En poursuivant votre navigation sur ce site, vous acceptez l'utilisation de cookies. Ces derniers assurent le bon fonctionnement de nos services. En savoir plus.

jeudi, 29 novembre 2007

La vie entre guillemets

Une fois n'est pas coutume, je vais copier-coller ci-après la totalité du texte étudié ce matin en séminaire de sémiotique (master 1). Il s'agit d'un extrait des (très savoureuses) Prose Fancies de l'injustement sous-estimé et méconnu Richard Le Gallienne (texte publié en 1894). Quel entremêlement délicieux de satire, de parodie, d'auto-ironie, de réflexions l'air de rien sur le phénomène désormais (et depuis quelques lustres) baptisé intertextualité... ("Nous ne faisons que nous entregloser", écrivait Montaigne.)

Du point de vue de la stricte sémiotique, les sujets de réflexion ne manquaient pas : la métaphorisation du signe de ponctuation, notamment, nous a occupés quelque temps... Il faut vraiment que je pousse ma fréquentation de l'oeuvre de Richard Le Gallienne, dont un étudiant (lecteur de ce carnétoile, d'ailleurs) m'a demandé s'il avait des origines françaises. Sans rien en savoir, je n'ai pu que formuler l'hypothèse d'origines huguenotes et d'un exil à l'époque bénie des guerres de religion. This, however, remains a wild guess.

Je m'aperçois aussi qu'il n'a pas du tout été question de l'allusion, dans le second paragraphe, au conte fantastique dans lequel l'ombre prétend être la "substance". Il s'agit, à mon avis, d'une référence au Peter Schlemihl de Chamisso, une pierre encore dans le jardin des Romantiques.


Dans la mesure où il ne reste que trois séances, je pense que nous n'aurons pas le temps de traiter du magnifique sonnet de Gerard Manley Hopkins, God's Grandeur, ce que je déplore. [ Redécouvrant, ces temps-ci, la poésie de Jean Sénac, je suis resté admiratif, lundi dernier, du 14ème sonnet des Leçons d'Edgard ; or, il s'agit d'un ensemble de 25 poèmes d'un niveau plutôt inégal. ]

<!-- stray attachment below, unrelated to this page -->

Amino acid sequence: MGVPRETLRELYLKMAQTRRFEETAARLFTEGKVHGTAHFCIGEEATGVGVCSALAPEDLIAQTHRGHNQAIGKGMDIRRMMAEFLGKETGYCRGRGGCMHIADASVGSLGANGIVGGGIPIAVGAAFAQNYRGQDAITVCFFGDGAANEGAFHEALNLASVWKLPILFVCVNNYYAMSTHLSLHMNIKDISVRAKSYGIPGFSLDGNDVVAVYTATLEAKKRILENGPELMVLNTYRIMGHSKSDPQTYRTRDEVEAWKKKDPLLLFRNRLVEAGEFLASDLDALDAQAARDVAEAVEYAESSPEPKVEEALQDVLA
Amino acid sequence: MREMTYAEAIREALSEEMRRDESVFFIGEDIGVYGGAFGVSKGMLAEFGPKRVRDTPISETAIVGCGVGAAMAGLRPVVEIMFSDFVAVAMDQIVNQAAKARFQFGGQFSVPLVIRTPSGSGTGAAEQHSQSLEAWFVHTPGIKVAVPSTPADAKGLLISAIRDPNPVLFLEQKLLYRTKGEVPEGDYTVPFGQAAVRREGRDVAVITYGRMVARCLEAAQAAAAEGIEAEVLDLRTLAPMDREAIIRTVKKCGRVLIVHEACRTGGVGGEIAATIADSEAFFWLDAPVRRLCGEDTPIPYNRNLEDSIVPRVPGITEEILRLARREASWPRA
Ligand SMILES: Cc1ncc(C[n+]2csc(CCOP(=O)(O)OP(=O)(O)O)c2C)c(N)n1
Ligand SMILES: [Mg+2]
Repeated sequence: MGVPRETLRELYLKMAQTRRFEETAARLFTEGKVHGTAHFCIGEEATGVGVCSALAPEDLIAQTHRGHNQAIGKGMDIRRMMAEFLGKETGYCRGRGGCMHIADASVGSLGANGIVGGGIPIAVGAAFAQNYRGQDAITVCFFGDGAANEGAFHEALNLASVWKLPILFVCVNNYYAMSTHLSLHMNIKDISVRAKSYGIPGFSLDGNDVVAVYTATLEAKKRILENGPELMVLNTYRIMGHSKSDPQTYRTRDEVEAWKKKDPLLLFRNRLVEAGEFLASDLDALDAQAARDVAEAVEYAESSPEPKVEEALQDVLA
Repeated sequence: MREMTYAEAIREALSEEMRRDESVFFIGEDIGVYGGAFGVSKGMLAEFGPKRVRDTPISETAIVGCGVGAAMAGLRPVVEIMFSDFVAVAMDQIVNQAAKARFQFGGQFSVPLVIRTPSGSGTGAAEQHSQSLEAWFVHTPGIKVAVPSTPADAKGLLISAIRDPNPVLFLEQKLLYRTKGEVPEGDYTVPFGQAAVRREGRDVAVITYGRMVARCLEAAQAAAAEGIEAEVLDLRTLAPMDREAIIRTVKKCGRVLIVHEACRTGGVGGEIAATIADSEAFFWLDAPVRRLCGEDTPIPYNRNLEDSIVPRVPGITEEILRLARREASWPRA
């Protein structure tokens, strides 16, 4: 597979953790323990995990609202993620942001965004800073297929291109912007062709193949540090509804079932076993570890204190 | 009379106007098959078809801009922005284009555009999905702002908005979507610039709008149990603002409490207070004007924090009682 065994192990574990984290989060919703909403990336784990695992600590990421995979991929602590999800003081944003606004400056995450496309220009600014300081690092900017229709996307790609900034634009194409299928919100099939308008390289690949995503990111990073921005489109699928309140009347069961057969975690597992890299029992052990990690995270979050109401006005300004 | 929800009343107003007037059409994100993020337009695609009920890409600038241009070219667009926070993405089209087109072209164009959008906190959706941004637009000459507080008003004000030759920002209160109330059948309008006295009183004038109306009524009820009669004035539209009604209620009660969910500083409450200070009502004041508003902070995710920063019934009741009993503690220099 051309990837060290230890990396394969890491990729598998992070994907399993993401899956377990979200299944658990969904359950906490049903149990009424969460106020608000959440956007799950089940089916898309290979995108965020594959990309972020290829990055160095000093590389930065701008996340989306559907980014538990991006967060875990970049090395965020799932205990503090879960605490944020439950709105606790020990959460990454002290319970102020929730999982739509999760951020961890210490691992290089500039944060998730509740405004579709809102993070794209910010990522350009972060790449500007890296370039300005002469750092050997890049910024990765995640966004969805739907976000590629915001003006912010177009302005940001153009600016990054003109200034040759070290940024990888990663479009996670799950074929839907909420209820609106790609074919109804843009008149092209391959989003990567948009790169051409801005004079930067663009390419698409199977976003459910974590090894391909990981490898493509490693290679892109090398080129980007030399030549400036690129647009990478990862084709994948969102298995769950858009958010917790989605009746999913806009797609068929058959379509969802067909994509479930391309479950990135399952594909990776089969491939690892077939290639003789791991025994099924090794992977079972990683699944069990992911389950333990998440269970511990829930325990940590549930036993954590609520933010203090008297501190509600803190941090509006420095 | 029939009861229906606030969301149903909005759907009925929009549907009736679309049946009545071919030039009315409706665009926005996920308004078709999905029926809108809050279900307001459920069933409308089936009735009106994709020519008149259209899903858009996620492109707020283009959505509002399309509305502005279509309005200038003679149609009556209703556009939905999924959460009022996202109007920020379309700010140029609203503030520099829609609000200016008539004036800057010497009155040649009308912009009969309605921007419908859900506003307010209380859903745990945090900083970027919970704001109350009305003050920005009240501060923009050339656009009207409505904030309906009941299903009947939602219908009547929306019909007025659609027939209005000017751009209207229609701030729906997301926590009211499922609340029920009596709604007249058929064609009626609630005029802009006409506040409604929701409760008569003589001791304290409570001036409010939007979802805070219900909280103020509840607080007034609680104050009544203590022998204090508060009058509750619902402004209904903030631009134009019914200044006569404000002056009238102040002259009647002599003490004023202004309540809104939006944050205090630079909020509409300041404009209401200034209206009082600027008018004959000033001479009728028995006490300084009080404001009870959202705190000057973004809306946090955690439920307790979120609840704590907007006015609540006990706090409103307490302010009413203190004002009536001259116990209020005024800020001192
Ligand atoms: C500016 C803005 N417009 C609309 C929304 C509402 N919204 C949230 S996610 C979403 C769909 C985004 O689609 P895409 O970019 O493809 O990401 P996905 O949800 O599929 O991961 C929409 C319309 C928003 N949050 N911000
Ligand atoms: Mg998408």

Mais voici l'extrait promis des Prose Fancies :





As I waited for an omnibus at the corner of Fleet Street the other day, I was the spectator of a curious occurrence. Suddenly there was a scuffle hard by me, and, turning round, I saw a powerful gentlemanly man wrestling with two others in livery, who were evidently intent on arresting him.

These men, I at once perceived, belonged to the detective force of the Incorporated Society of Authors, and were engaged in the capture of a notorious plagiarist. I knew the prisoner well. He had, in fact, pillaged from my own writings; but I was none the less sorry for his plight, to which, I would assure the reader, I was no party. Yet he was, I admit, an egregiously bad case, and my pity is doubtless misplaced sentiment. Like many another, he had begun his career as a quotation and ended as a plagiarism, daring even, in one instance, to imitate that shadow in the fairy-tale which rose up on a sudden one day and declared himself to be the substance and the substance his shadow. Indeed, he had so far succeeded as to make many people question whether or not he was the original and the other man the plagiarism. However, there was no longer to be any doubt of it, for his captors had him fast this time; and, presently, we saw him taken off in a hansom, well secured between strong inverted commas.